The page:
|CHS Administration Handbook
Health Information Technology and the Minnesota e-Health Initiative
E-health activities in Minnesota are coordinated by the Minnesota Department of Health (MDH) through the Minnesota e-Health Initiative, a public-private collaborative that represents the Minnesota health and health care community's commitment to prioritize resources and to achieve Minnesota's e-health mandates. The Minnesota e-Health Initiative is guided by a 25-member Advisory Committee representing health care providers, payers, public health professionals, consumers and others. The initiative fulfills the statutory role of the e-Health Advisory Committee and has set the gold standard nationally for a model public-private partnership. Additional coordination is provided by the staff of the Office of Health Information Technology (OHIT) and is part of MDH's overall efforts in protecting, maintaining and improving the health of all Minnesotans.
Since 2004, the Minnesota e-Health Initiative, the Minnesota e-Health Advisory Committee, working groups and dedicated volunteer participants have provided leadership in the state and nation for the adoption and effective use of interoperable EHR systems and health information technology (HIT). The ongoing vision and efforts are focused on using EHRs and other health information technology to improve health care quality, increase patient safety, reduce health care costs, and enable individuals and communities to make the best possible health decisions. The Minnesota e-Health Initiative seeks to:
- Empower consumers with information and tools to help make informed health and medical decisions.
- Inform and connect health care providers by promoting the adoption of EHRs, effectively using clinical decision support, and achieving interoperable EHRs.
- Protect communities and improve public health by advancing efforts to achieve interoperable public health systems and population health goals.
- Modernize the infrastructure and increase workforce informatics competencies through adoption of standards for health information exchange; policies for strong privacy and security protection; supporting informatics education, funding and other resources; and assessing and monitoring progress on adoption, use and interoperability.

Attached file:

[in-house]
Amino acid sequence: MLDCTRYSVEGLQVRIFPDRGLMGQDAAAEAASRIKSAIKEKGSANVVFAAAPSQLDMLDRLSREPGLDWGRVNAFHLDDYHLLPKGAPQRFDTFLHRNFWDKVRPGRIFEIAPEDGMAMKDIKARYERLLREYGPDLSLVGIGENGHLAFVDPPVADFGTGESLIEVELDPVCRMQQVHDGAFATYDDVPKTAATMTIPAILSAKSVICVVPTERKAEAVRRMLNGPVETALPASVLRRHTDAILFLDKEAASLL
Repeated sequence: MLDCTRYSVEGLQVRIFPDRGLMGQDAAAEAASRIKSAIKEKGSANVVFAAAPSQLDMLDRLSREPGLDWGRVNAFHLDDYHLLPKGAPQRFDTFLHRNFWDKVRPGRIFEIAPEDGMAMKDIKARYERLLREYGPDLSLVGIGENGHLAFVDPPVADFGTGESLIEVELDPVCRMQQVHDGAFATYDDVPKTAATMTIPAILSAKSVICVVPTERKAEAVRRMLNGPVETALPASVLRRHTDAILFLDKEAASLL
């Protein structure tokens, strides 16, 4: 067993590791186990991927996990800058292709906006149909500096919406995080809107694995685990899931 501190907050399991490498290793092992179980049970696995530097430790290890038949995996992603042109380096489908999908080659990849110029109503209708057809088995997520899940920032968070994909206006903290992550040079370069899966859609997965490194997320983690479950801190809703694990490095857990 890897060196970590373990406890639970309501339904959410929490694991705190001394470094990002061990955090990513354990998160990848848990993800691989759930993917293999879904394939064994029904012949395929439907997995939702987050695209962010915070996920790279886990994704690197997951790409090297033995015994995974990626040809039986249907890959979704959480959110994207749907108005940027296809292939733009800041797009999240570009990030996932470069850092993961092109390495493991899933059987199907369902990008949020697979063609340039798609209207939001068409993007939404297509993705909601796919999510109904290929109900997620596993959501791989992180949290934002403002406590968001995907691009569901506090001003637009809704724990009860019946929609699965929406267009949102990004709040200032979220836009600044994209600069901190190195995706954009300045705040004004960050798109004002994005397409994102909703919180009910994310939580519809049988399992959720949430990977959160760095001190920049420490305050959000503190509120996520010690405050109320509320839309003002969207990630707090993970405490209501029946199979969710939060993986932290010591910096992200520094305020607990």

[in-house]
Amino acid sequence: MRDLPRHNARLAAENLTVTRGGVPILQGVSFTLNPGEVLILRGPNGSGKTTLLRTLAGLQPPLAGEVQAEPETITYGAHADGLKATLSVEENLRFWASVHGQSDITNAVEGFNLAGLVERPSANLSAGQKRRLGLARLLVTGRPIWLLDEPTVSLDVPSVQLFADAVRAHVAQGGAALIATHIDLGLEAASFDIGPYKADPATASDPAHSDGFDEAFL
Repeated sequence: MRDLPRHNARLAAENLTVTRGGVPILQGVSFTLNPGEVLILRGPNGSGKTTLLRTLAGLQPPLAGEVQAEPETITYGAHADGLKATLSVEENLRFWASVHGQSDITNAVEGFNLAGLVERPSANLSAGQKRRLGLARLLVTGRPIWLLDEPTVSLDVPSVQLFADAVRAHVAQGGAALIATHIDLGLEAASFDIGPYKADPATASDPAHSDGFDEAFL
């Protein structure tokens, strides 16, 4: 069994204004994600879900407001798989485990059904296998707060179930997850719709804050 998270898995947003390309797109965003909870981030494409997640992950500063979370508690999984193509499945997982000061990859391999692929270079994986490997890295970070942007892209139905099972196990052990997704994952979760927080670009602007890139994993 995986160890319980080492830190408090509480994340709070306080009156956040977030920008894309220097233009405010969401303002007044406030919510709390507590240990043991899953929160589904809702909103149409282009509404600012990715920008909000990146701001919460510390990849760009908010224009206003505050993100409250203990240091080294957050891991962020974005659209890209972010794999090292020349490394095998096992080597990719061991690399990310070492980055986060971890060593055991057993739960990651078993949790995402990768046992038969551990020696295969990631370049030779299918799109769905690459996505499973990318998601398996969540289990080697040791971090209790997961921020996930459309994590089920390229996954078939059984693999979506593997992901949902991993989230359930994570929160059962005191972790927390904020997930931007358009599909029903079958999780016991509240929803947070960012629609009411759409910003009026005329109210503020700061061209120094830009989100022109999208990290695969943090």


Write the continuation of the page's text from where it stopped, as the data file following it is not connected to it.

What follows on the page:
Interoperable Electronic Health Record (EHR) Requirements by 2015
Minn. Stat. § 62J.495 requires the Commissioner of Health to develop a plan for the state to achieve the statutory mandate that all providers and hospitals have in place "an interoperable electronic health records system within their hospital system or clinical practice setting." The plan, A Prescription for Meeting Minnesota's 2015 Interoperable Electronic Health Record Mandate—A Statewide Implementation Plan, 2008 Edition, was developed through the Minnesota e-Health Initiative and released in June 2008. The plan represents a community-wide consensus for advancing interoperable EHR systems in all settings across the state in order to fulfill the following statutory mandates:
- Effective January 1, 2011 all providers, group purchasers, prescribers, and dispensers must have established, maintained, and used an electronic prescription drug program. This program must comply with the applicable standards in this section for transmitting, directly or through an intermediary, prescriptions and prescription-related information using electronic media (Minn. Stat. § 62J.497)
- Requirement for all hospitals and health care providers to have an interoperable electronic health records system in their hospital system or clinical practice setting by January 1, 2015, including uniform standards to be used for the interoperable system for sharing and synchronizing patient data across systems.
Minnesota Model for Interoperable Electronic Health Records
The Minnesota Model from Minnesota's Statewide Implementation Plan (2008) divides the 2015 mandate into manageable steps and applies across organizational settings.
Meaningful Use of Electronic Health Records
In 2009, Congress passed the Health Information Technology for Economic and Clinical Health Act (HITECH Act). The HITECH Act authorizes the Centers for Medicare and Medicaid Services (CMS) to make incentive payments to eligible professionals and eligible hospitals demonstrating "meaningful use" of certified EHR technology, including certain objectives specific to public health. Meaningful Use will be implemented in three stages beginning in 2011 and the duration of stages will depend on when an eligible professional/hospital chooses to apply for incentives. Meaningful Use for Stage 1 includes two sets of requirements: a set of 15 required core objectives that form a foundation for meaningful use of EHRs, and a separate menu of 10 additional elements from which providers need to choose at least five to implement. Although providers have flexibility in choosing menu set options, at least one of the five options must be specific to public health.
Public Health Reporting for Meaningful Use
Electronic Health Record (EHR) Guides
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